All the wisdom of the ages tells us that if we bring questions like this to our prayer, the Holy Spirit will provide the answers. They may not be the answers we want; we may fear we haven’t the resources to respond to them properly. But the really cool thing is that we also get to pray for the grace to follow through, too—we get to pray for the grace to change our attitude or behavior—and by that act of will alone we are already being more faithful followers. It’s a beginning. And it’s a very good beginning. The spiritual journey, to borrow a phrase, is a journey of progress, not perfection. And if there’s one prayer God loves to answer it’s the authentic, heart-felt prayer of Ignatius that we might see Him more clearly, love him more dearly, and follow him more nearly.
Another wondering question this passage invites us to ask ourselves is what it might mean–in our culture, in our context and in our time—to “fish for people.”
For these first disciples, to follow Jesus necessarily included encouraging others to follow him too. Today, evangelism is nearly a four-letter word. We equate it with all the worst practices and personalities in Christendom, and use that as an excuse to talk about everything from our dysfunctional families to our bathroom habits before we’ll talk about our religion! And that’s just not okay. Nowhere in scripture do we get off the hook on that one! We like to say that we’re following St. Francis’s injunction to “preach the gospel, use words if necessary,” but the truth is that as followers of Jesus we promise to “proclaim by word and example the good news of God in Christ.” So what about that “word” part?
We were reflecting on this at our last vestry meeting, and one of our vestry members shared that he had just mustered up the courage at his new job to casually mention that he had to leave on time because he had a meeting at church to get to. Much to his astonishment, instead of looking at him like he had a third eye in the middle of his forehead and running from the room, a number of his colleagues indicated that they, too, went to church! He wasn’t fishing, yet simply by “name dropping” that he went to church, he got a few nibbles.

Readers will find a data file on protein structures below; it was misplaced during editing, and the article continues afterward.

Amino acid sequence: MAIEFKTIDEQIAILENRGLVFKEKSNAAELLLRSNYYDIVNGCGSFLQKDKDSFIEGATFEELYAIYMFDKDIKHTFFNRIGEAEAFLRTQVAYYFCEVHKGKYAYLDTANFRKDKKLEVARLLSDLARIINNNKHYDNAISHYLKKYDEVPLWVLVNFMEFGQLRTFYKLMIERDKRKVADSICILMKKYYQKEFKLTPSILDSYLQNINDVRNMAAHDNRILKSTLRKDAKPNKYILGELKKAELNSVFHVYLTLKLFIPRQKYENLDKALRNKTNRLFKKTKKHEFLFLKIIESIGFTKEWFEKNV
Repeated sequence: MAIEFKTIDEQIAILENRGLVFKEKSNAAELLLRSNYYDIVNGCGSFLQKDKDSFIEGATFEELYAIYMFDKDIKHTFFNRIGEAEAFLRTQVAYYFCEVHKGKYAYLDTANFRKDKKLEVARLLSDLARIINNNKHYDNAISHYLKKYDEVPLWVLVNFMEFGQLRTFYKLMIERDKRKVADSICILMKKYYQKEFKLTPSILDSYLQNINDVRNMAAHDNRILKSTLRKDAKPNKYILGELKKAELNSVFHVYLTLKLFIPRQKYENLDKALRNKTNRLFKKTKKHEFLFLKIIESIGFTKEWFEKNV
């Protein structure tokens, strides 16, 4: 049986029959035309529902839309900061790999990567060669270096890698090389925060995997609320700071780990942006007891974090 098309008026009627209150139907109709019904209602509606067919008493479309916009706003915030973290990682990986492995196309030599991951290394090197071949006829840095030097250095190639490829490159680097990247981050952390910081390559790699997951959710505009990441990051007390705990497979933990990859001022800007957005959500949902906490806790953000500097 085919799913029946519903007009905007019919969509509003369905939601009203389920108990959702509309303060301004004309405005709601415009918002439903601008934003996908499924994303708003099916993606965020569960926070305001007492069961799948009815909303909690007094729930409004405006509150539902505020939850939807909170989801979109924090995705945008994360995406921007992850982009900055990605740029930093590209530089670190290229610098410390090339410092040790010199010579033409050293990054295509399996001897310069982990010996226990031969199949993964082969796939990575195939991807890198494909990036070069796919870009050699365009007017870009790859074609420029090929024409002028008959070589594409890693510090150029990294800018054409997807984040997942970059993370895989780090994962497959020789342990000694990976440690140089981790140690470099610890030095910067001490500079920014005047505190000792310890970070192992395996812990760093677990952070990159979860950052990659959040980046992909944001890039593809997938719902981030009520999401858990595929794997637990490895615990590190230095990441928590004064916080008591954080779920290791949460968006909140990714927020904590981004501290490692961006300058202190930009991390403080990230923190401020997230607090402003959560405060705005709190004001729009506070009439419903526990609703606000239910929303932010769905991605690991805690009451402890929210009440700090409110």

Another vestry member told us that for a long time she would tell people she was going to a book group, rather than Bible Study, but that since she finally came out with it, more often than not people are interested enough to ask her follow-up questions. Again, she isn’t fishing, but she definitely appreciates it when she gets nibbles. And not surprisingly, her Bible Study has been growing.
I had a gentleman in spiritual direction, who was an accountant at a big firm and wearing a ring with a cross on it to work was a terrifying, but decisive, way of identifying himself as a follower of Jesus. People noticed it, and if they went for the bait, great—otherwise, he said nothing.
When colleagues ask you what you did over the weekend, what would it feel like for you to slip in the fact that you went to church, along with all the other activities you packed into 48 hours? When your friends ask you what you’re up to this coming weekend, why not mention that you’re going to an Old Fashioned Community Supper at your church on Friday night?
Today’s gospel reading can be intimidating, no doubt about it. Jesus calls, and these first four disciples immediately drop everything to follow him. Rarely is it so for us, or for anyone we know: We don’t hear Jesus’ call nearly as clearly, nor respond to it nearly as decisively, as did Peter, Andrew, James and John. But we are called, and we respond, every moment of every day of our lives. Over and over again we get to ask ourselves two fundamental questions: “What do I need to turn away from to be a more faithful follower of Jesus?” And “How might I interest someone else in following him too?” This is our work as followers of Jesus. We’ve promised to share the Good News in both word and deed. Fortunately, we don’t have to do it all by ourselves: “Follow me,” Jesus assures us, “and I will make you fish for people.” And let the people say, “Amen!”